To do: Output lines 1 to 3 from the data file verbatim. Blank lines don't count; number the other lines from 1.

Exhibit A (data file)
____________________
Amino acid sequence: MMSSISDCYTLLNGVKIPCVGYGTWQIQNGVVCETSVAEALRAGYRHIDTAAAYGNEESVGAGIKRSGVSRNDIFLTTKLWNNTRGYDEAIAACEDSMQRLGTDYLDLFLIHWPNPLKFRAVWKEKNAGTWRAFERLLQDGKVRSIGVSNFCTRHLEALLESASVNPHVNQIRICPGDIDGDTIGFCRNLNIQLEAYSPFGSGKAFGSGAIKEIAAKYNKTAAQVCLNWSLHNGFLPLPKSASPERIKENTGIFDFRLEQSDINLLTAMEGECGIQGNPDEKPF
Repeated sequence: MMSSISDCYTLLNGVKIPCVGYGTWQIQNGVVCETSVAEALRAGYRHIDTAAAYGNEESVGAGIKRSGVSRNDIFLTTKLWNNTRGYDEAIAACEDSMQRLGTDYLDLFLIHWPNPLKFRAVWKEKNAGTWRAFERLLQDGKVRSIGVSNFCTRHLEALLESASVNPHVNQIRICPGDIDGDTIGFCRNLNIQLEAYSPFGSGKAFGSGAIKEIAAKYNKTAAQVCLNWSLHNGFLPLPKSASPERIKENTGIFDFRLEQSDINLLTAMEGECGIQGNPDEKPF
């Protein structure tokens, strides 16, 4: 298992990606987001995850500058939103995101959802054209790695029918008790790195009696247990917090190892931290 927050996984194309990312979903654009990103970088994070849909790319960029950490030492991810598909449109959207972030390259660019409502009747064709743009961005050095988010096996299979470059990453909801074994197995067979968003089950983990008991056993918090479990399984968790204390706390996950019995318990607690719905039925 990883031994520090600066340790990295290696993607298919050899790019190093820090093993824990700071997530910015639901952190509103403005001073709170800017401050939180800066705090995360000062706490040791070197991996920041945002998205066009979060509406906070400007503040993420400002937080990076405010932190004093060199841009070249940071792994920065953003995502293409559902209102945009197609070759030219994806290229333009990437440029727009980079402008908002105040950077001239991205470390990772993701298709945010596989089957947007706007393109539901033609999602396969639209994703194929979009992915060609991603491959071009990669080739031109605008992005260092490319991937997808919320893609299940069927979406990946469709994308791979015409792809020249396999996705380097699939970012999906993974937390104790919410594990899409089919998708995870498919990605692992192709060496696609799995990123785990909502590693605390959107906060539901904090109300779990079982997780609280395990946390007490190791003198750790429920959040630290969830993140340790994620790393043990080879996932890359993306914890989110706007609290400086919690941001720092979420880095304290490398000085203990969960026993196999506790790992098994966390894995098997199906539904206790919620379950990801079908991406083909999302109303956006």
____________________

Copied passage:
Amino acid sequence: MMSSISDCYTLLNGVKIPCVGYGTWQIQNGVVCETSVAEALRAGYRHIDTAAAYGNEESVGAGIKRSGVSRNDIFLTTKLWNNTRGYDEAIAACEDSMQRLGTDYLDLFLIHWPNPLKFRAVWKEKNAGTWRAFERLLQDGKVRSIGVSNFCTRHLEALLESASVNPHVNQIRICPGDIDGDTIGFCRNLNIQLEAYSPFGSGKAFGSGAIKEIAAKYNKTAAQVCLNWSLHNGFLPLPKSASPERIKENTGIFDFRLEQSDINLLTAMEGECGIQGNPDEKPF
Repeated sequence: MMSSISDCYTLLNGVKIPCVGYGTWQIQNGVVCETSVAEALRAGYRHIDTAAAYGNEESVGAGIKRSGVSRNDIFLTTKLWNNTRGYDEAIAACEDSMQRLGTDYLDLFLIHWPNPLKFRAVWKEKNAGTWRAFERLLQDGKVRSIGVSNFCTRHLEALLESASVNPHVNQIRICPGDIDGDTIGFCRNLNIQLEAYSPFGSGKAFGSGAIKEIAAKYNKTAAQVCLNWSLHNGFLPLPKSASPERIKENTGIFDFRLEQSDINLLTAMEGECGIQGNPDEKPF
């Protein structure tokens, strides 16, 4: 298992990606987001995850500058939103995101959802054209790695029918008790790195009696247990917090190892931290 927050996984194309990312979903654009990103970088994070849909790319960029950490030492991810598909449109959207972030390259660019409502009747064709743009961005050095988010096996299979470059990453909801074994197995067979968003089950983990008991056993918090479990399984968790204390706390996950019995318990607690719905039925 990883031994520090600066340790990295290696993607298919050899790019190093820090093993824990700071997530910015639901952190509103403005001073709170800017401050939180800066705090995360000062706490040791070197991996920041945002998205066009979060509406906070400007503040993420400002937080990076405010932190004093060199841009070249940071792994920065953003995502293409559902209102945009197609070759030219994806290229333009990437440029727009980079402008908002105040950077001239991205470390990772993701298709945010596989089957947007706007393109539901033609999602396969639209994703194929979009992915060609991603491959071009990669080739031109605008992005260092490319991937997808919320893609299940069927979406990946469709994308791979015409792809020249396999996705380097699939970012999906993974937390104790919410594990899409089919998708995870498919990605692992192709060496696609799995990123785990909502590693605390959107906060539901904090109300779990079982997780609280395990946390007490190791003198750790429920959040630290969830993140340790994620790393043990080879996932890359993306914890989110706007609290400086919690941001720092979420880095304290490398000085203990969960026993196999506790790992098994966390894995098997199906539904206790919620379950990801079908991406083909999302109303956006």